The day had begun like so many others in late September. Although the date on the calendar said fall, the weather was warm and sunny. Doris remembers the day vividly, for it was her younger son’s birthday, September 28th, 2002. She had gone grocery shopping to prepare a special birthday dinner for her family.
However, on that day she was to receive a phone call which would change her life forever. Doris had gone in earlier for first a needle biopsy and then a surgical biopsy. That afternoon someone from her doctor’s office called with the dreaded words that no one should ever have to hear……”the results of the biopsy are positive.” The conversation continued from the other end, but all that Doris had heard was the word “positive.” Positive, indeed, and what did that mean? To Doris it meant that she had not heard the word “negative”, as she had so many times before.
To back up a bit, Doris had a family history of breast cancer from both her mother and sister. Doris was not totally surprised with the results of the biopsy, but still she was unprepared for the news that she was now receiving. There was a tumor, and it had already spread to her lymph nodes!
In November Doris underwent a surgical lumpectomy to have the cancerous tissue removed, and at the beginning of December she began the grueling series of chemotherapy treatments. Her hair loss began after just a few weeks, and by Christmas Eve all of her hair was completely gone!
She received chemo treatments once every 3 weeks from December through February. Each session lasted several hours, and the entire trip would take a whole day. Doris received her chemotherapy at CTRC (Cancer Therapy & Research Center) in San Antonio. During this trying time she was comforted by the high level of care and support which she received from the entire staff and especially from her surgeon, Dr. Rosenthal.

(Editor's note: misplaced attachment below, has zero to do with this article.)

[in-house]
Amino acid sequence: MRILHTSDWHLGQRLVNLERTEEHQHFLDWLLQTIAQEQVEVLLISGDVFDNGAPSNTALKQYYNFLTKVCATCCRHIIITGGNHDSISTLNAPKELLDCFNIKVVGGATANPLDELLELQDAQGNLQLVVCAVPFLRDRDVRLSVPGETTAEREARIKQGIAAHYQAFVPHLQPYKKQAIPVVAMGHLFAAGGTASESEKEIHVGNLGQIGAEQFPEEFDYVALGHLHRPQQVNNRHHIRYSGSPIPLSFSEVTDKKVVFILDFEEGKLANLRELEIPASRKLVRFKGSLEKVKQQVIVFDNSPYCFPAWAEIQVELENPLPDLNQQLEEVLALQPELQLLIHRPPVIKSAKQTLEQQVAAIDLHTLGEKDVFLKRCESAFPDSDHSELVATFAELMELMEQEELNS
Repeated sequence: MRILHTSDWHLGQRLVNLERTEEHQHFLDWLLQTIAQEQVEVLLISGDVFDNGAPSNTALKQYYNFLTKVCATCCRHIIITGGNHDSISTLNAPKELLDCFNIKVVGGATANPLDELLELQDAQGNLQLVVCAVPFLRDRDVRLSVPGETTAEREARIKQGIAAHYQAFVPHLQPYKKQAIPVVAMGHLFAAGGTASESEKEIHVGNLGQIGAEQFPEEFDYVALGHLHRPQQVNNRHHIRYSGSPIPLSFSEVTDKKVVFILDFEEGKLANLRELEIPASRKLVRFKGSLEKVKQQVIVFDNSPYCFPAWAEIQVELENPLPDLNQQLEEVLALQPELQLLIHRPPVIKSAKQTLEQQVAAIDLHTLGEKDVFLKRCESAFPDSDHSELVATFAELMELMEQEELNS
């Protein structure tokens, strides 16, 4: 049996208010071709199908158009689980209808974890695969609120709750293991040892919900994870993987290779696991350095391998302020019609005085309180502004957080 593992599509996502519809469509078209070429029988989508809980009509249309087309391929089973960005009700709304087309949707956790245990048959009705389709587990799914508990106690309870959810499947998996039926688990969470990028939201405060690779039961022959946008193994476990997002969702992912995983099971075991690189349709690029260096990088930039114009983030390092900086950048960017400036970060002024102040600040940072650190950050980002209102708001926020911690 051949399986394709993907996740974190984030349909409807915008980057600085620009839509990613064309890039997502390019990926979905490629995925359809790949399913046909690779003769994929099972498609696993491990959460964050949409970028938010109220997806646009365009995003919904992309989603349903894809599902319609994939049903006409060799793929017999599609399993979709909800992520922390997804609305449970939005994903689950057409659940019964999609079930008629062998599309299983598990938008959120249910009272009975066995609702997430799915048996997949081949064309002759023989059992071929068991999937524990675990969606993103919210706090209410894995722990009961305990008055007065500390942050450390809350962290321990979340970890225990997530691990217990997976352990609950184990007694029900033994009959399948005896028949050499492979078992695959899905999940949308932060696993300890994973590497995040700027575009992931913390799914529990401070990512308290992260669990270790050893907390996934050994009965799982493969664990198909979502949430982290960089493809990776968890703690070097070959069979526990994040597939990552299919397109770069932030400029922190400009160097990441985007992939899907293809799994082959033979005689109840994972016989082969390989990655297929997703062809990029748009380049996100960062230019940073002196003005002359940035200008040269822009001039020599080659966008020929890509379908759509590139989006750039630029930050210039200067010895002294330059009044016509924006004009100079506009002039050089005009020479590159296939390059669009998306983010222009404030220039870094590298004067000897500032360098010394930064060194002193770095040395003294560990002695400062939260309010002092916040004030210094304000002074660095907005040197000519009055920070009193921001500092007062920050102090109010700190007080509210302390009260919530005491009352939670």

The treatments were exhausting. They included injections of three different drugs. For the first week after each session, she was unable to do anything but sleep. The second week was her best, because the effects of the chemotherapy had lessened slightly. By the time the third week arrived she was so fatigued that again she could only sleep.
There were many side effects, but probably the worst for her were the extreme tiredness and the nausea. A health care-giver was able to provide an excellent anti-nausea drug for her, which did help somewhat. The steroids which were used caused problems as well, including much bloating. A common effect which could occur with the injections from the medications was the development of mouth sores, and so Doris was given ice chips as the I.V. treatments were administered. Because of the association with this side effect, it was months before Doris could bear having ice chips in her mouth again.
Doris began the second phase of her treatment regimen in March, and this included a series of radiation treatments. Of course this new phase brought more challenges and trials. The radiation was given every day (5 days per week), for a total of 7 weeks. Toward the last few weeks her skin began to burn and ooze at the treatment site.
After completing the duration of her combined therapies in June, Doris resumed her schedule of craft shows (with help) which she had discontinued during the previous months. As if on cue, she now had a new head of hair growing, and it was ½” long all over and curly! This was truly a wonderful day for Doris.
Doris’ ordeal did not end with the cessation of chemotherapy and radiation therapy. Her tumor had been estrogen positive, and therefore she was prescribed an oral chemo drug for 6 additional years.